Plateau Police reported that 86 people were killed June 23 in Nigeria’s Plateau State in clashes reportedly between Muslim Fulani herdsmen and Christian farmers.
Six others were injured and 50 homes were destroyed, Plateau Police Commissioner Undie Adie confirmed the following day, although it was not clear how many of the dead were farmers. The weekend violence capped three days of attacks on Christian farmers in Plateau villages, police told the Guardian, and is the latest in an ages-old feud for land rights.
Hundreds of miles south in Oyo State, Fulani herdsmen continue to occupy land they’ve taken from farmers in at least 10 government areas, according to Southern Baptist Nigerian advocate Adeniyi Ojutiku. Nomadic herdsmen have taken land by various means, Ojutiku said, either posing as settlers, attacking and terrorizing native landowners, initiating faulty land deals, or attacking farmers who refuse to accept purchase offers.
‘Following the forceful and insidious land grab, the Fulani become mixed settlers of farmers and herders, growing staple food commodities for market and grazing surrounding lands,’ said Ojutiku, who operates the Lift Up Now grassroots outreach to Nigeria from Raleigh, N.C.
‘The Fulani send in their cattle to graze the farms of non-Fulani that stubbornly refuse to vacate their land,’ he said, ‘in order to frustrate their farming operations and detach them from their means of livelihood.’ Fulani typically rape women displaced and widowed by the violence, Ojutiku said.
Nigerian President Muhammadu Buhari, himself an ethnic Fulani, has been accused of neglecting to address the violence. After the Plateau attacks, Buhari urged villagers to be calm, promised justice and said he would work to prevent further violence, CNN reported.
Local governments are enforcing curfews from 6 p.m. to 6 a.m. to encourage peace, according to news reports.
In addition to the 86 killings, two Berom children were killed in Arangai and Mangu Halle villages June 22, the Guardian reported. The next day, Berom youths set up barricade points on Jos-Abuja highway and, according to witnesses who escaped, attacked motorists who looked ‘Fulani or Muslim,’ the Guardian wrote.
Violence between Fulani herdsmen and Christian farmers has escalated since 2013 and is becoming more frequent across the nation, according to news reports, with thousands of casualties.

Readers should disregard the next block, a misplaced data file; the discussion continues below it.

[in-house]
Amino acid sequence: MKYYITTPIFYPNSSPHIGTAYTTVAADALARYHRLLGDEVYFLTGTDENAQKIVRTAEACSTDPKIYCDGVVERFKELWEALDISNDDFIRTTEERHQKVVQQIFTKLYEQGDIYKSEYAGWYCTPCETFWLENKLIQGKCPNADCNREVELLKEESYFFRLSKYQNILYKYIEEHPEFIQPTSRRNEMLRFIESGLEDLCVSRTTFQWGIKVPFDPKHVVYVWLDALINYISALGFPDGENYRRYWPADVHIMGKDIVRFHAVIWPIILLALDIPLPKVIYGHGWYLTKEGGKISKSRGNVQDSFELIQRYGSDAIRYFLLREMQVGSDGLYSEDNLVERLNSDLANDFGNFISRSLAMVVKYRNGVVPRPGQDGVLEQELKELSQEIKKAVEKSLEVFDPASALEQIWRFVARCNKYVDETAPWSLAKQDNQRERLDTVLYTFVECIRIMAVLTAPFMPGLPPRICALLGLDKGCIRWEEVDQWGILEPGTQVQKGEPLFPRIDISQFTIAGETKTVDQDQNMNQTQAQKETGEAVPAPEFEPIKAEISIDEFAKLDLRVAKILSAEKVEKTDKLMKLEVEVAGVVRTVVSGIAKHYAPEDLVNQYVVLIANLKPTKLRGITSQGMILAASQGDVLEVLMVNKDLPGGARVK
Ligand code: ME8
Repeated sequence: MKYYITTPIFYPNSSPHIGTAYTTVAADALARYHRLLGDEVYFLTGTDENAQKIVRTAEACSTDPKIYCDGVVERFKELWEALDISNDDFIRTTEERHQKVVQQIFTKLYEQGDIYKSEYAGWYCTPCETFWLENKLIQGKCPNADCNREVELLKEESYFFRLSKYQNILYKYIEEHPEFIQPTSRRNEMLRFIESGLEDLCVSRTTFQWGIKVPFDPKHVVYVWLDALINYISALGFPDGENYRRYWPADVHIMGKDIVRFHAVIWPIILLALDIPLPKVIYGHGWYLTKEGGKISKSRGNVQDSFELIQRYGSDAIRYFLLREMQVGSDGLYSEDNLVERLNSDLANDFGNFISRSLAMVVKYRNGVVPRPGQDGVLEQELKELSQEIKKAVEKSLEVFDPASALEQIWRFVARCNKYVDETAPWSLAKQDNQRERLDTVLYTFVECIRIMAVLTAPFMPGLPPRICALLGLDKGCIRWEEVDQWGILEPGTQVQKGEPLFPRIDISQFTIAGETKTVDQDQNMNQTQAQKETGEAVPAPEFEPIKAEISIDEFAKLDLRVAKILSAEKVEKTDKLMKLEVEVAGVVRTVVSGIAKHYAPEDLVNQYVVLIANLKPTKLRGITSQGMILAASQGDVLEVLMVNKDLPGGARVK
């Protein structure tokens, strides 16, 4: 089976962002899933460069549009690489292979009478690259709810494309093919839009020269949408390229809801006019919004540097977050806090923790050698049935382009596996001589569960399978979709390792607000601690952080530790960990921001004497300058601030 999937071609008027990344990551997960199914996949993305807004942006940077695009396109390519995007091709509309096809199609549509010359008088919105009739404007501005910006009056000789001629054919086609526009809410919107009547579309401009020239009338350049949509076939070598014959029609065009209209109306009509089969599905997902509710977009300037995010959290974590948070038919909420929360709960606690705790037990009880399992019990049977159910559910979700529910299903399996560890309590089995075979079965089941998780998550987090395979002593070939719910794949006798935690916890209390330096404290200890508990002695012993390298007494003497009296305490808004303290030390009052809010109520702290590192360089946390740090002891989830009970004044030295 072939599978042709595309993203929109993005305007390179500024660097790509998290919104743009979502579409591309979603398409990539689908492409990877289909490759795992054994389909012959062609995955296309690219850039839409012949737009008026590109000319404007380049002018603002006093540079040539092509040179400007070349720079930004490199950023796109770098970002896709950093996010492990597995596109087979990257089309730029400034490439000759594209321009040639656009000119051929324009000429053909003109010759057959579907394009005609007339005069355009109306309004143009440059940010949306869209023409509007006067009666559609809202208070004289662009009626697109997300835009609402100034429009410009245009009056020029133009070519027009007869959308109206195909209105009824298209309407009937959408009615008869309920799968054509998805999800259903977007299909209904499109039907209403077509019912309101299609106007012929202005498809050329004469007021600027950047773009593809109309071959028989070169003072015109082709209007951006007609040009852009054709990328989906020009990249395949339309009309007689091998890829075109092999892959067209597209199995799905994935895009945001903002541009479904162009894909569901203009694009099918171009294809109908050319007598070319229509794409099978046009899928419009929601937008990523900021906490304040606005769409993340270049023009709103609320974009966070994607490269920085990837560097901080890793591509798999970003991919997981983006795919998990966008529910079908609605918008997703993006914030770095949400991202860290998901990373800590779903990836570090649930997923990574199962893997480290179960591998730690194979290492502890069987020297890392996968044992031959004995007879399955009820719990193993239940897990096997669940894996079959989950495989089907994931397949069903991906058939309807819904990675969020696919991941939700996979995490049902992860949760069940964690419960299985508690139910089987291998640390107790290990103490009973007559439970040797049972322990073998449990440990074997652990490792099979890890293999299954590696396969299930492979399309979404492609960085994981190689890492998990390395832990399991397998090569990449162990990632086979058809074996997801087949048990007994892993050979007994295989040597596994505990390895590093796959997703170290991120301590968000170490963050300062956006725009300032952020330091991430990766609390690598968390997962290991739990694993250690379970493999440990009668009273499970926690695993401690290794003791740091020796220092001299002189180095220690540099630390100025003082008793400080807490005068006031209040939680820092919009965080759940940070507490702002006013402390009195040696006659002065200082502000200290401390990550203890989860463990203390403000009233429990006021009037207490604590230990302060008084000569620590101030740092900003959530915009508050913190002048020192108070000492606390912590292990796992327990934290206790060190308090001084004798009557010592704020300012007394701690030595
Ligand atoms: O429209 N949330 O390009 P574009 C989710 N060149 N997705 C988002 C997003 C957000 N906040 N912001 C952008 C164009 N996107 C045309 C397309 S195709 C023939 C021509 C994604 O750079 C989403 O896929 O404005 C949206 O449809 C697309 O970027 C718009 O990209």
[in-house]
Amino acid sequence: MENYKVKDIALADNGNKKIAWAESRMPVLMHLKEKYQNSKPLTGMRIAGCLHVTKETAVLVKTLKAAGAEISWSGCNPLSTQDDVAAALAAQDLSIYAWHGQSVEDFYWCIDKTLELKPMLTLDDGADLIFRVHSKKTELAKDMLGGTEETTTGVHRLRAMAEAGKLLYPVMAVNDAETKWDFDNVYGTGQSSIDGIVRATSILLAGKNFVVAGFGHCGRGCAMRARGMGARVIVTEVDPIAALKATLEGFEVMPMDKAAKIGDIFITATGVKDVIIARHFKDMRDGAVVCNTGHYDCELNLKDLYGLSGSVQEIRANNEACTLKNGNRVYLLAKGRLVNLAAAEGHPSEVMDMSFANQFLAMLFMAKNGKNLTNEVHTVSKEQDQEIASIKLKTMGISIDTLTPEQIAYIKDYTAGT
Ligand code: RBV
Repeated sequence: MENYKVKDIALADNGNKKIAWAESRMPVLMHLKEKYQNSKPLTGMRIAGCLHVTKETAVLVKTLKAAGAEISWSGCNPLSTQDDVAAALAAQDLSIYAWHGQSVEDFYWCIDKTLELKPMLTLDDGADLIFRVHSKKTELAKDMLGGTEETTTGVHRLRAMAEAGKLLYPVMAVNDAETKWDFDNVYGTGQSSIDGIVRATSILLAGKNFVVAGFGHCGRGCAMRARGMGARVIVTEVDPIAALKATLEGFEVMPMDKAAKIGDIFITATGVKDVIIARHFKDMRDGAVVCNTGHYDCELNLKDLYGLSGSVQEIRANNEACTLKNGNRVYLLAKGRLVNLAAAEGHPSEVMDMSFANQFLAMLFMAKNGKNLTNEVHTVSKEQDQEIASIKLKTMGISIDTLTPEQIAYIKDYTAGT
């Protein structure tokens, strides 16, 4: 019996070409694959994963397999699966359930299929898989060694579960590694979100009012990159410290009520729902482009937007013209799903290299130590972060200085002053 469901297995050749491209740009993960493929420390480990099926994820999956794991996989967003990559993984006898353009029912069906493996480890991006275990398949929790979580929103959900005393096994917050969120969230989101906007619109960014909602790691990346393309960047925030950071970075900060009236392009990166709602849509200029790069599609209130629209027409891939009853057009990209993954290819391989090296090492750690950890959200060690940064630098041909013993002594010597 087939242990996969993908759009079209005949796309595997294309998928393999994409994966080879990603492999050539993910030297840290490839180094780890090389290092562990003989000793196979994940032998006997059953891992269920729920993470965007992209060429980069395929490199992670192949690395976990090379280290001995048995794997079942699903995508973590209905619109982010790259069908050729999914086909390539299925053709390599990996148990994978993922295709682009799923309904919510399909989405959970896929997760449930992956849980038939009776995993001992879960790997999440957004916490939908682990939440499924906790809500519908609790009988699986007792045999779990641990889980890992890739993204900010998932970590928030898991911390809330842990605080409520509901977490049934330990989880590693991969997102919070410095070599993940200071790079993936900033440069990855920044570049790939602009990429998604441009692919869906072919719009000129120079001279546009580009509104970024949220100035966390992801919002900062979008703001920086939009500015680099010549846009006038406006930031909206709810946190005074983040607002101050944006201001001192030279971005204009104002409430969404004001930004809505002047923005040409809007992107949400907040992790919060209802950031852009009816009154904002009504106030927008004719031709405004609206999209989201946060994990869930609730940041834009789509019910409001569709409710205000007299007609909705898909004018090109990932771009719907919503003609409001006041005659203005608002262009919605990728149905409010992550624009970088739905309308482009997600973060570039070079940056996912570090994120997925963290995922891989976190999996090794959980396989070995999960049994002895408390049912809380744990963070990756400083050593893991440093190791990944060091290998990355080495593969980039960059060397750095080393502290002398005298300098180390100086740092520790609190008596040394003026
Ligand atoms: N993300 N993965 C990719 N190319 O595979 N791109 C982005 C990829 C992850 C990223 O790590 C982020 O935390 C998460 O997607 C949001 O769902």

While the killing was occurring in Plateau, smaller clashes were underway between Fulani herdsmen and ethnic Bachama farmers in northeast Nigeria’s Adamawa state, the Guardian wrote today (June 25). There, six were killed and seven injured when farmers prevented herdsmen from grazing in a field outside Dowayan village, Othman Abubakar told French news agency AFP. Groups from both sides burned houses of their adversaries, according to Abubakar.
Amid the violence, the Christian Association of Nigeria (CAN) has urged Buhari to intervene on behalf of five Christian youths sentenced to death in Adamawa in June, convicted in a 2017 attack on three Fulani herdsmen. The youths were convicted of killing one of the Fulani, Adama Buba, and throwing his body into a river. The Independent, a Nigerian news site, reported Buba fell into the river and drowned, according to World Watch Monitor.
Buba is believed to have been the ringleader in a 2016 attack that killed 48 people in Kodamun, a predominantly Christian village in Adamawa, World Watch Monitor reported today.
In its June 19 appeal to Buhari, CAN noted ‘with regret how hundreds of our members in southern Kaduna, Benue, Taraba, [and] Plateau states in the north-central geo-political zones, and a state like Enugu in the south, have been killed and are still being killed on a daily basis by some criminals parading themselves as Fulani herdsmen, but are yet to be apprehended,’ World Watch Monitor wrote.
— by Diana Chandler | BP